Beer festival leaves High Point for Greensboro
The organizer of a beer festival held in downtown High Point last year is moving the event to Greensboro.
Ryan Saunders said the inaugural Hopfest, held at the Mendenhall Transportation Terminal last summer, was a success.
But Saunders, who has spearheaded several revitalization initiatives in High Point, said he decided to move the festival in large part because Greensboro’s bureaucracy was much easier to navigate.
“Greensboro has a set event coordinator who works for the city,” Saunders said. “It’s a lot more streamlined because he is there to help you, and — I hate saying this — but the way it is in High Point, it’s more about them putting up obstacles than it is trying to assist you.”
He said city officials were skeptical of his ability to provide proper insurance and public safety coverage for the event.
“Their mindset was, ‘You don’t know what you’re doing. You don’t understand the terminology. Leave it to the professionals,’” he said. “I don’t think that’s the right attitude.”
Mayor Bernita Sims said the city is trying to simplify the bureaucratic process for events like the one Saunders organized.
“I hate that he has taken the position that he feels like he can’t get it done here and I wish, before he made his decision, he would have sat down with (City) Council and explained what the problems were,” Sims said. “I think there are people that do events in this city all the time that go off without a hitch. I think red tape comes in when you are asking folks to do things outside the norm.”
Saunders said Hopfest 2014 will be held Aug. 23 in downtown Greensboro on N. Greene Street.
Saunders’ website is billing the event as “a festival of brews, art, music, and ideas. Local, regional, and national bands will grace the stage, as well as beer vendors from all over the state will be ever present with taps flowing. There will also be art and food vendors, and fun booths with a variety brainstorming activities on how to make Greensboro a more lively city.”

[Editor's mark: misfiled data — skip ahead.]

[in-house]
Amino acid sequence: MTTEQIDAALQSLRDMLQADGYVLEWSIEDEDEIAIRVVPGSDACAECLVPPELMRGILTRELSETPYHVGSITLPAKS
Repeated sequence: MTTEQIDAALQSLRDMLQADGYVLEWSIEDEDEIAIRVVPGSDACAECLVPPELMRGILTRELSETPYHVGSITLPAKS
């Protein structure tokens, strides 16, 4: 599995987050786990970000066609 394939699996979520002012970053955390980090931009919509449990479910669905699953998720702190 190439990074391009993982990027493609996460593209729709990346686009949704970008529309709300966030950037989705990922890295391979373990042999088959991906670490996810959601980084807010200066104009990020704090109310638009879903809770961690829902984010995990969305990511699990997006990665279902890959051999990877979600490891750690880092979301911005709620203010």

Saunders said he’s been frustrated working with High Point on other projects, including development of the pit into a public gathering space.
Saunders wanted the city to lease the site to him exclusively for concerts, artistic events and other uses, but the council balked at the idea.
He said he presented a full redevelopment plan for the site but felt that it wasn’t given proper consideration by city leaders.
Saunders said he’s open to bringing Hopfest back to High Point, but for now, he feels that Greensboro is more business-friendly.
“It’s still to be determined whether Greensboro is that place long term, but to this point, I’ve been able to get rejuvenated in my creativity and my motivation as an entrepreneur,” he said.
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